|+-------------------+                                     +-------------------+|

| General                                                                |
|+---------------------+ +--------------------+ +-----------------------+|
|| DTOs                | | Interfaces         | | Library               ||
||---------------------| |--------------------| |-----------------------||
|| -DTO Definitions    | | -View Interfaces   | | -General Helper Classe||
||                     | | -Presenter Interf. | |  s eg. Cryptography   ||
||                     | | -Domain Model IF.  | |                       ||
|+---------------------+ +--------------------+ +-----------------------+|

Outer boxes are project folders in Visual Studio. Inner boxes are C# Projects

Before I continue coding and spend more time in actual implementation, I just like to get some feedback about the structure / architecture of my project.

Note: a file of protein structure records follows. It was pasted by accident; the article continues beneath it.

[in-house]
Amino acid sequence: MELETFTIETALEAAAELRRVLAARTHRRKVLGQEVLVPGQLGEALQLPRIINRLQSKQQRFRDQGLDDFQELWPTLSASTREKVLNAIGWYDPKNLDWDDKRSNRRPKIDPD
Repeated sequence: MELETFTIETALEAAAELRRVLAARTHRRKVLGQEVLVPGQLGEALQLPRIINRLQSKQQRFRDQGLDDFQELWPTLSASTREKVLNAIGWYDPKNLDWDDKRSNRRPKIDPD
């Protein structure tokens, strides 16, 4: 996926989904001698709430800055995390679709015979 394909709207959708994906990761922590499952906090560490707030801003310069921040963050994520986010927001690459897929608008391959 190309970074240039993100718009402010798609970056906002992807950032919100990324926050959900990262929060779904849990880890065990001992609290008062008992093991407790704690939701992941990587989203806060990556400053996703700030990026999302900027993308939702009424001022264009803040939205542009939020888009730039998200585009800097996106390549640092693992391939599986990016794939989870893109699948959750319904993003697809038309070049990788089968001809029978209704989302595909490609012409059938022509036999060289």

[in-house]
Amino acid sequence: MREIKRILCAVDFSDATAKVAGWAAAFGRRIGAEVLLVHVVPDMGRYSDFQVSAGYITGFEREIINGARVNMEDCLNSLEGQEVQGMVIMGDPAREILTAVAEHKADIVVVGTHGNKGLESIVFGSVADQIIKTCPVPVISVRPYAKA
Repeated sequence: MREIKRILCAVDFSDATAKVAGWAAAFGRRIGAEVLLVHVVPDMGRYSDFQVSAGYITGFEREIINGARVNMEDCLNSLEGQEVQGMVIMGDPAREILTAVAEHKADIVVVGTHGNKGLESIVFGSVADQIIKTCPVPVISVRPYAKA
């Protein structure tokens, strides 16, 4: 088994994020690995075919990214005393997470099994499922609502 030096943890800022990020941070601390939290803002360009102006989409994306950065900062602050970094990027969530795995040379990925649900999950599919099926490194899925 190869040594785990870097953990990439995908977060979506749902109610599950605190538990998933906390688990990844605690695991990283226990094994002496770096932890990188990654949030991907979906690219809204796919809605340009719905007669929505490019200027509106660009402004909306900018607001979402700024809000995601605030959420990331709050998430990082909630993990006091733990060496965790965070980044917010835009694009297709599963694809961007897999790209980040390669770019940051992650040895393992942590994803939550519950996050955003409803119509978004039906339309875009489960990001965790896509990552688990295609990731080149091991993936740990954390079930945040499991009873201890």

I'm wrapping my head around following questions:

  1. Is the above structure "best-practice"-conform? eg. location of Interfaces, DTOs
  2. Is it ok to have two business layers or rather split the business layer into client and server? Server BLL is meant to provide general functions like Session management and security while client BLL provides service access. It controls the views by its presenters as well.
  3. Server side does not know about the domain objects at present. Would it be better to use them here as well? This would result in mapping my entities to domain objects and then to DTOs
  4. Is it common to receive DTOs from WCF service or should I use domain objects (I know that has been discussed here a lot, but from what I understand, it would be applicable if the domain objects are not that complicated and could save mapping and coding efford when changing my domain objects and database) Wouldn't this result in a very hard to maintain communication chain like: Entities<->Domain Object<->DTO<->Domain Object